In the world of work, true justice might never be achieved. You have to deal with limitations and compromise on things that are beyond your control. Even when you’re doing your best to be fair, people will still judge you of being unfair. As you move on the corporate ladder and sit on the chair of decision-maker, this seems to be unavoidable.
However, organizational justice is still an important goal to pursue because it brings a positive impact to the organization. Research (Cohen-Charash and Spector, 2001; Rupp et al., 2014) has found that justice perceptions are positively correlated with:
- organizational commitment,
- job performance,
- leader–member relations, and
- helpful organizational citizenship behaviors (OCB).
They are negatively correlated (this means a higher level of justice perception causes these to become lower) with:
- work stress,
- counterproductive work behaviors, and
- turnover intentions.
How Perceptions of Justice are Formed
Four factors that triggers people to perceive whether an event is just or unjust:
- Saliency. People will only do the cognitive work to judge fairness if the event is considered important enough by the individual. Therefore, negative events that personally effects the individual are more likely to be viewed as unfair, rather than events that does not concern themselves.
- Behaviors of others. Rather than going through the cognitive process themselves, people will rather simply mimic and adopt the behavior of their peers.
- Scope of Justice. People are more likely to solicit fairness judgment when it involved their in-group. Negative events that affects their out-group will not trigger their fairness judgment, however unfair it might be.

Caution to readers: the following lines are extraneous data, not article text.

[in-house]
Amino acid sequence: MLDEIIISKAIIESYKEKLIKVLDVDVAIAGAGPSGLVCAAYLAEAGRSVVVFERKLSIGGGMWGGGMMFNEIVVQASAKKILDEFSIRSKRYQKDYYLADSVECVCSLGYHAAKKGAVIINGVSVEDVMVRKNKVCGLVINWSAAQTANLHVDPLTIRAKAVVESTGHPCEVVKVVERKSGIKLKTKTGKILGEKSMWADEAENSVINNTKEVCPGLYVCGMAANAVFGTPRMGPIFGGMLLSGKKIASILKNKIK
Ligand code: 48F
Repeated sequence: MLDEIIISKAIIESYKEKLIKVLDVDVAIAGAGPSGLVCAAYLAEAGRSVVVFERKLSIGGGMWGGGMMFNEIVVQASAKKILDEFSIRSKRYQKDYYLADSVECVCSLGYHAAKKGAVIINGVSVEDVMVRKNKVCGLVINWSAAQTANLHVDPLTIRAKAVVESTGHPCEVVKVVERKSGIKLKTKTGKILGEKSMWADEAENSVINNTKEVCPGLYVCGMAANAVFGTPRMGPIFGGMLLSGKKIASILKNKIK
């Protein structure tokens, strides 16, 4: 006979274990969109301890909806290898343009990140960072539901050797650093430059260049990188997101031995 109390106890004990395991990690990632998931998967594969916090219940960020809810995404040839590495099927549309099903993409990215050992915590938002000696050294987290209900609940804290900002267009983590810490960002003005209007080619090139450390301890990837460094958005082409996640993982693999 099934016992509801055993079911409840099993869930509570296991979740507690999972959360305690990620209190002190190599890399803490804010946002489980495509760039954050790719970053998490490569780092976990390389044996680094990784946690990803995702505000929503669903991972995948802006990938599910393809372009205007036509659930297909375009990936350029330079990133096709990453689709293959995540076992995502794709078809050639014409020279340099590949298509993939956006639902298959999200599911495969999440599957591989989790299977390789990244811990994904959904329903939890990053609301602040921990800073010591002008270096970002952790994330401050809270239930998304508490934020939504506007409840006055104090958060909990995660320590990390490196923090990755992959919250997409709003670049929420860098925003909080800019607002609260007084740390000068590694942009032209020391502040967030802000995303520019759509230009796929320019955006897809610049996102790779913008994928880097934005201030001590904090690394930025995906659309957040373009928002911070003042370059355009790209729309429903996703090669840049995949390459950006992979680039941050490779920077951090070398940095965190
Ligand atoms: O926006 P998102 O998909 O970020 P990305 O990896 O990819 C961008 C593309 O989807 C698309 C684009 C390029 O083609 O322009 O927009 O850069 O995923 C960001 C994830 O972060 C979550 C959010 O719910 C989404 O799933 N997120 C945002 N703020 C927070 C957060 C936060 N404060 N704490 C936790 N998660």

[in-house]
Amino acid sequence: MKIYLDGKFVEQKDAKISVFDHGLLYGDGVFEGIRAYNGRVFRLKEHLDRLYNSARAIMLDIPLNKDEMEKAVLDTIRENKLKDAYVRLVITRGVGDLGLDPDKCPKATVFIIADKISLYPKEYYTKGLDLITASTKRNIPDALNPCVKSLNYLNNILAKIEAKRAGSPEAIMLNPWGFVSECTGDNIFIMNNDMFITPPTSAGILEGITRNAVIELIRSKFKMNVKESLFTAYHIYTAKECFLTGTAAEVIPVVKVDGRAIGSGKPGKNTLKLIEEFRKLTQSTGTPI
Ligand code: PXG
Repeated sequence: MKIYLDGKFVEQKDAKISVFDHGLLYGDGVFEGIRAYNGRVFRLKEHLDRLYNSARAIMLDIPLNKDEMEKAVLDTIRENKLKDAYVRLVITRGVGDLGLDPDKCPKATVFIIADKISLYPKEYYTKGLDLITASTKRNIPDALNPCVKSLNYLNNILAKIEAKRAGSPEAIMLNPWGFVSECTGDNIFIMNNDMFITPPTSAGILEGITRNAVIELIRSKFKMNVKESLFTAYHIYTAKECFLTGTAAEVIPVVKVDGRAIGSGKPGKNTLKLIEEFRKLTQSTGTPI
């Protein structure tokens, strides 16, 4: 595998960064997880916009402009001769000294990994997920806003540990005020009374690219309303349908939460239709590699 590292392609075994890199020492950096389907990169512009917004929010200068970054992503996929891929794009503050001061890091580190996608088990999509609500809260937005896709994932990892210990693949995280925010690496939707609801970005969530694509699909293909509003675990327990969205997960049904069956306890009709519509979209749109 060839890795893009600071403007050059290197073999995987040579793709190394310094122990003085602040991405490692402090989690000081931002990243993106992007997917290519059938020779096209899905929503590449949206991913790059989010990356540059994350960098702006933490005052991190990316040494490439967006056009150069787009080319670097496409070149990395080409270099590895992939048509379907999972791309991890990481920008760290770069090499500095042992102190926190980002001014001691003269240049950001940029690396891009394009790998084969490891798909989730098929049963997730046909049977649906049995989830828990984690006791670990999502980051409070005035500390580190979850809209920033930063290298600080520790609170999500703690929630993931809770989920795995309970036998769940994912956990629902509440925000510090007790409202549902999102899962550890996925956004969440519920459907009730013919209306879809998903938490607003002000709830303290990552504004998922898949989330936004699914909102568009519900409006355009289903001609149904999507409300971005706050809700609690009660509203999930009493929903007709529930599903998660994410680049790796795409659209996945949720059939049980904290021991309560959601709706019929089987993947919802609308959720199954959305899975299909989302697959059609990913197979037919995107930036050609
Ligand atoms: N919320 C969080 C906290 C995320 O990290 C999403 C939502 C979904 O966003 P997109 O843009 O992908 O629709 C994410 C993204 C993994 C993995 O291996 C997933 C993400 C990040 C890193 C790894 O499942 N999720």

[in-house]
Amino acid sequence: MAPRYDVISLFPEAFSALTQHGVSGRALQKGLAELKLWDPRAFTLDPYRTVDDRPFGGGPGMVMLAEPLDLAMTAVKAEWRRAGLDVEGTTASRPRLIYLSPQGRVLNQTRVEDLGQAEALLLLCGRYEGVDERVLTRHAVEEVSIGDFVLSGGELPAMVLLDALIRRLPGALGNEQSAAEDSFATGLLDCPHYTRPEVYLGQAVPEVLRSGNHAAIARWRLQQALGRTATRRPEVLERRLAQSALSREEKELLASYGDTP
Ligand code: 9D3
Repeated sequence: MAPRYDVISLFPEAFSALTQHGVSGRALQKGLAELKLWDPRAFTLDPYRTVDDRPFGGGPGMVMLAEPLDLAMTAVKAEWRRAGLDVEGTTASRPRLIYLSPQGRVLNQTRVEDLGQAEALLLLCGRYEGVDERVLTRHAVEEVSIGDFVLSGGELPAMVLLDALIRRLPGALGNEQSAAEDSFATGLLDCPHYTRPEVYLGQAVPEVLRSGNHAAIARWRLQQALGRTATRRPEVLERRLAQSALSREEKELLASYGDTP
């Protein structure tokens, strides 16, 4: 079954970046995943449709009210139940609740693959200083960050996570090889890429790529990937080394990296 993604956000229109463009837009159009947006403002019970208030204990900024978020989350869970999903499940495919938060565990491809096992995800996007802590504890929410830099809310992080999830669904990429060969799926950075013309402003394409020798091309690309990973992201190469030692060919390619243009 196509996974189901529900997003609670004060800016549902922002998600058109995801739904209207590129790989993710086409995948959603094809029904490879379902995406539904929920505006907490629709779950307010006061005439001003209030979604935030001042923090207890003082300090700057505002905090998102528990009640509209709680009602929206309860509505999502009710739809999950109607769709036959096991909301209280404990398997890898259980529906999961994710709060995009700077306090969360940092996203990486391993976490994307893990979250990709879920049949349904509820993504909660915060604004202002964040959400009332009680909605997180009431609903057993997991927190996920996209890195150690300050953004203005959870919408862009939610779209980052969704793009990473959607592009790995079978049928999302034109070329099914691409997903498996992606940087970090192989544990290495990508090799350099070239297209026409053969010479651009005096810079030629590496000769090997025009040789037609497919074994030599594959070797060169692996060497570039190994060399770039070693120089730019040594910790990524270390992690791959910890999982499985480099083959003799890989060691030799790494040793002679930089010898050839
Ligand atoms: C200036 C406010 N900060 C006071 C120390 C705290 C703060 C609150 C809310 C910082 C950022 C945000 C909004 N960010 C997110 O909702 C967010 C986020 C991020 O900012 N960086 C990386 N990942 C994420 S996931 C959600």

- Egocentric Bias. Biases are automatic and unconscious. The relevance of events to the individual will affect how they create fairness judgment, rather than process of factual information.
Forms of Justice in Organizational Context
1. Distributive Justice
This refers to “perceived fairness of an allocation or, more broadly, to how people judge outcomes they receive“. There are three rules that people can use to judge whether the outcome is fair or not:
- Equity, whether someone gets outcome in accordance with their contributions
- Equality, whether everyone gets the same amount of outcome or not, regardless of their contribution.
- Need, whether the outcome matched the individual’s perceived deficit or not.
2. Procedural Justice
This refers to “the decision-making process or the set of policies that are used to make allocation decisions“. For example, whether there is a “voice” as an opportunity to present their case or not, whether the trial process is fair or not, etc.